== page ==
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Will House GOP really line up against law enforcement on guns?

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If any proposals in Obama’s gun package are to have any chance of passing the House, he’ll need to win over Republicans like Rep. Scott Rigell of Virginia. He represents one of 16 districts held by Republicans that were carried by Obama in 2012 — the swing area of Virginia Beach — potentially making Republicans like him, and others from suburban and swing districts, gettable.

It turns out Rigell does support a key element of Obama’s gun package — in an interview with me, he called on the House GOP leadership to allow it to come to a vote. And Rigell, a gun owner, staunch defender of the Second Amendment, and lifelong NRA member, is seriously considering supporting a second major Obama gun proposal.

Tomorrow, Rigell and a bipartisan group of House members will introduce the Gun Trafficking Prevention Act of 2013, which would stiffen penalties on people who buy firearms for the purpose of transferring them to someone who is prohibited from possessing one, and stiffens penalties for so-called “straw purchasers” who knowingly mislead Federal Firearms Licensees. A similar initiative has been introduced in the Senate, also with bipartisan support, and this idea is a major piece of Obama’s proposal.

The hope is that it will be very hard for the House GOP leadership to oppose a vote on this initiative, because it is widely favored by law enforcement groups and it doesn’t infringe on rights of the law abiding in any way; it only tries to prevent guns from falling into the hands of criminals.

“Law enforcement and prosecutors are telling us that there is ambiguity in the current code with respect to gun trafficking,” Rigell tells me. “They’re telling us that prosecution is difficult. It’s clear that this legislation is needed.”

Rigell suggested he’s going to continue pressing for the initiative to be allowed to the House floor for a vote, and suggested this was an opportunity for House Republicans to prove they’re interested in reaching common ground on sensible proposals.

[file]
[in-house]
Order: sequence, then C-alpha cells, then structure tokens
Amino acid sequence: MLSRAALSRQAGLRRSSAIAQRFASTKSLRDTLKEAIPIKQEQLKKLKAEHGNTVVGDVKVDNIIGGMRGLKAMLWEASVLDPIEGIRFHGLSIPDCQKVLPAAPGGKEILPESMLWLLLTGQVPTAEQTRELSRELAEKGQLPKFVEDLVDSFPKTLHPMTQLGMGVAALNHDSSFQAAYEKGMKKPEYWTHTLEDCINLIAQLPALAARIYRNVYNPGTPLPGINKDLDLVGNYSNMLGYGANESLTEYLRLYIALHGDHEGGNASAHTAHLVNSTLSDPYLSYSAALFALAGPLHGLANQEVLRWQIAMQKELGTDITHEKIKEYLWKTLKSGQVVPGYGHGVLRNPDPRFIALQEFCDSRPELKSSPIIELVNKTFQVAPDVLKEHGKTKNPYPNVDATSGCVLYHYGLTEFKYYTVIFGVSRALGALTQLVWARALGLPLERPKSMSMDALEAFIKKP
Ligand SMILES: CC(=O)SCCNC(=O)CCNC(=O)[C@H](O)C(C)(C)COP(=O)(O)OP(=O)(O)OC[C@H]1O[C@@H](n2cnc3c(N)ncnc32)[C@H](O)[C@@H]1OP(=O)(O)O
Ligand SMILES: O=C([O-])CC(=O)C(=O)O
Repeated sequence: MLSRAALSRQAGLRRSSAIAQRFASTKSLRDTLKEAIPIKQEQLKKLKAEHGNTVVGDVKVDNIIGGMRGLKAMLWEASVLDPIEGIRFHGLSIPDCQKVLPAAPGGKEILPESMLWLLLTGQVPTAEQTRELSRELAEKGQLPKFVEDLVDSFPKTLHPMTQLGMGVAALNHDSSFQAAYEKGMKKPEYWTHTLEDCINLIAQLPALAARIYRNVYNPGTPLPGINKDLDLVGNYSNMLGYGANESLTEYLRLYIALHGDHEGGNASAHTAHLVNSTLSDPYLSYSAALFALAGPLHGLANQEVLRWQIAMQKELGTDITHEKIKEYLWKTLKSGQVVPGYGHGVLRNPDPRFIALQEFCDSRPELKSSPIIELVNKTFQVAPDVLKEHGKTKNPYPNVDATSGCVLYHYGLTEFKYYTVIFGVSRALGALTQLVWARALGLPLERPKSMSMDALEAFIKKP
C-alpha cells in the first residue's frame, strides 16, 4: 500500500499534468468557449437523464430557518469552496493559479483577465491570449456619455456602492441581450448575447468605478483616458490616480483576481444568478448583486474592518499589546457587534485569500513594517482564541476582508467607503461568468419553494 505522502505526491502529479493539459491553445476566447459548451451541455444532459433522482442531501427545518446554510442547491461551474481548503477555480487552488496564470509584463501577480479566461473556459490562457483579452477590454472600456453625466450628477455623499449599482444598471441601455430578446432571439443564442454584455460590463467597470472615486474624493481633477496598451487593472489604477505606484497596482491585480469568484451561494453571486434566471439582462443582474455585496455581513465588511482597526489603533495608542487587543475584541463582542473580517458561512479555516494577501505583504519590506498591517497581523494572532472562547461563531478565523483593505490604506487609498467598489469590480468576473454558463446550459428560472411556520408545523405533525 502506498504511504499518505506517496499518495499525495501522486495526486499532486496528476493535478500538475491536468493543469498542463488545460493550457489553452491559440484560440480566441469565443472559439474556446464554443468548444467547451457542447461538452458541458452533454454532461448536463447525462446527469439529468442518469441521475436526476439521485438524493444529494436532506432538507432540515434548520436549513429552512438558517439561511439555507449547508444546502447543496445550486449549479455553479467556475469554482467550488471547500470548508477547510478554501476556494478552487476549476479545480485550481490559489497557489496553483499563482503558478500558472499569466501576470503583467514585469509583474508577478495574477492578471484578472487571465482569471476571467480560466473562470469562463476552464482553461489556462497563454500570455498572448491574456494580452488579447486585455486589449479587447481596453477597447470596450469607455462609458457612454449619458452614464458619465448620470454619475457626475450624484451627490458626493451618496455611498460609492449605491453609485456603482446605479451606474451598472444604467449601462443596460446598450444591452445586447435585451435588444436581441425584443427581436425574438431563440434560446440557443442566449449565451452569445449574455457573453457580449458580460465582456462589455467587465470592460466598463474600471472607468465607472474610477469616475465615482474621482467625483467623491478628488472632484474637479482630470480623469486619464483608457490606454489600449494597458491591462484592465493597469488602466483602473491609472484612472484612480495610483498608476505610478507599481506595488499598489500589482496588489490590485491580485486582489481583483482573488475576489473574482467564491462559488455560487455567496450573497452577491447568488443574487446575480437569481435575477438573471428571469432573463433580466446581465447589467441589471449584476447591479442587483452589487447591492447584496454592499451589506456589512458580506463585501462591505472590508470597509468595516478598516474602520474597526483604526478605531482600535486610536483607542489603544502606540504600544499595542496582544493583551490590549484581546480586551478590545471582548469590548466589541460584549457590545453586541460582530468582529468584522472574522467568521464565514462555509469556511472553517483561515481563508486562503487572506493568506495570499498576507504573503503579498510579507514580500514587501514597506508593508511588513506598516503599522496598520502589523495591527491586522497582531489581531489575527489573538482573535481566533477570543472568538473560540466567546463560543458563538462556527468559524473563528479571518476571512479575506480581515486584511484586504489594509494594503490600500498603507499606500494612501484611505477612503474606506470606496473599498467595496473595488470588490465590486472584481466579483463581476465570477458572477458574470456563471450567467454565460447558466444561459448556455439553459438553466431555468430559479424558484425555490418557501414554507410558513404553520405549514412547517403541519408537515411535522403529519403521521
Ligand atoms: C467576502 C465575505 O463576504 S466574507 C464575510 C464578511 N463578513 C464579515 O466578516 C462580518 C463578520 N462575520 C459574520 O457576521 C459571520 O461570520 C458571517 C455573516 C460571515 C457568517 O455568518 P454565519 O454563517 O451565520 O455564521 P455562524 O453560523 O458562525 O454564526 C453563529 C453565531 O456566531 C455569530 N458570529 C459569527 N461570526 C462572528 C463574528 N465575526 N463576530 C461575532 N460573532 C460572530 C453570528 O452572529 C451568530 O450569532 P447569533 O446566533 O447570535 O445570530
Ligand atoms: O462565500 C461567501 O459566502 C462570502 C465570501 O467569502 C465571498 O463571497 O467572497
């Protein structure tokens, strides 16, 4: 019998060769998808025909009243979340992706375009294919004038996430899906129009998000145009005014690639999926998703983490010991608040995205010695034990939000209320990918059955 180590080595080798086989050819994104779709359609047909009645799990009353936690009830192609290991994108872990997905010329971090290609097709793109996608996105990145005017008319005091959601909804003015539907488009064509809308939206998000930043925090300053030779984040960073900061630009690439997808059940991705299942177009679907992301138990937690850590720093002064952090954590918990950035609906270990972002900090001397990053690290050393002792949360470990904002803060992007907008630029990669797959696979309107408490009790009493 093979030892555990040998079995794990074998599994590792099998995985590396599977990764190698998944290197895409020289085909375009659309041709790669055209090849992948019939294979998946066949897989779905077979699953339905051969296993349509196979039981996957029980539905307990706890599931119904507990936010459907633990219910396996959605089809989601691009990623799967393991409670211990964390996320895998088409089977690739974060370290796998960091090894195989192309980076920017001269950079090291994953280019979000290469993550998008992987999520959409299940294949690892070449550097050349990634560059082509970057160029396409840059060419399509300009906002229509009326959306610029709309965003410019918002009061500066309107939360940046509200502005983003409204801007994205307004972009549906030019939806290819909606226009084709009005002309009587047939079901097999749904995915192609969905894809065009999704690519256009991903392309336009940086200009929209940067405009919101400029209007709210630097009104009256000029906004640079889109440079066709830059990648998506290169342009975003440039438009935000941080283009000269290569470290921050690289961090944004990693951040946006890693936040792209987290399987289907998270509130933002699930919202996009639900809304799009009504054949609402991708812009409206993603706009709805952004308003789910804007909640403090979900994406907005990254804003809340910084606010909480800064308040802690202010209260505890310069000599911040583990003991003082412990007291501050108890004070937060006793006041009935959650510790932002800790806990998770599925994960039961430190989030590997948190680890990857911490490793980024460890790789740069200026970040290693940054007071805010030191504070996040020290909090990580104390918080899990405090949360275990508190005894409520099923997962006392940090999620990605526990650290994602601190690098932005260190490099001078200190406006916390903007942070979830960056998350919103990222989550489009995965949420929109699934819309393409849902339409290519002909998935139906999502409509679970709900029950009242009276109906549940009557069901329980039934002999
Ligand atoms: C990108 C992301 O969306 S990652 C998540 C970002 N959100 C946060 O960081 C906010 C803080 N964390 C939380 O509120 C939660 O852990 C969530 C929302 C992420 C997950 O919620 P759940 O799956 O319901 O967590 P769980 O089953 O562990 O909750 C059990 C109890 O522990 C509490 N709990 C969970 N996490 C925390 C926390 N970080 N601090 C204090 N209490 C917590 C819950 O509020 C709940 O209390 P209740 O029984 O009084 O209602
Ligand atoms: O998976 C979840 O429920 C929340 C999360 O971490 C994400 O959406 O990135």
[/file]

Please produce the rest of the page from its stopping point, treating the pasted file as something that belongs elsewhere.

“We’re going to fight to get this thing on the floor,” Rigell said of the proposal, which is also backed by GOP Rep. Patrick Meehan and Dem Reps Elijah Cummings and Carolyn Mahoney. “This is a great opportunity for our conference to demonstrate and to lead on a very important issue and show the American people we’re ready to do what’s right.”

Rigell added that a vote on the measure would allow Republicans to demonstrate that they don’t “see the legislative process through a prism of party affiliation,” and insisted that this kind of thing should be the sort of “common ground” both sides can agree on.

Rigell also said he was open to supporting Obama’s proposal for universal background checks, though he said he hasn’t made a final decision. “I certainly see the merits of that,” he said.

The House GOP leadership has not said whether it will allow votes on either the trafficking or background check proposals. So it needs to be reiterated that these are both no-brainers that don’t infringe on the rights of the law abiding and are supported by law enforcement. Hopefully we’ll soon see more leadership like that shown here by Rep. Rigell from a handful of other House Republicans.

As unlikely as it might seem that these two proposals could ever get through the House, it is premature to write them off as completely dead. And if they both pass, that would constitute passage of two thirds of Obama’s gun control agenda — and would amount to a major achievement, with or without any assault weapons ban.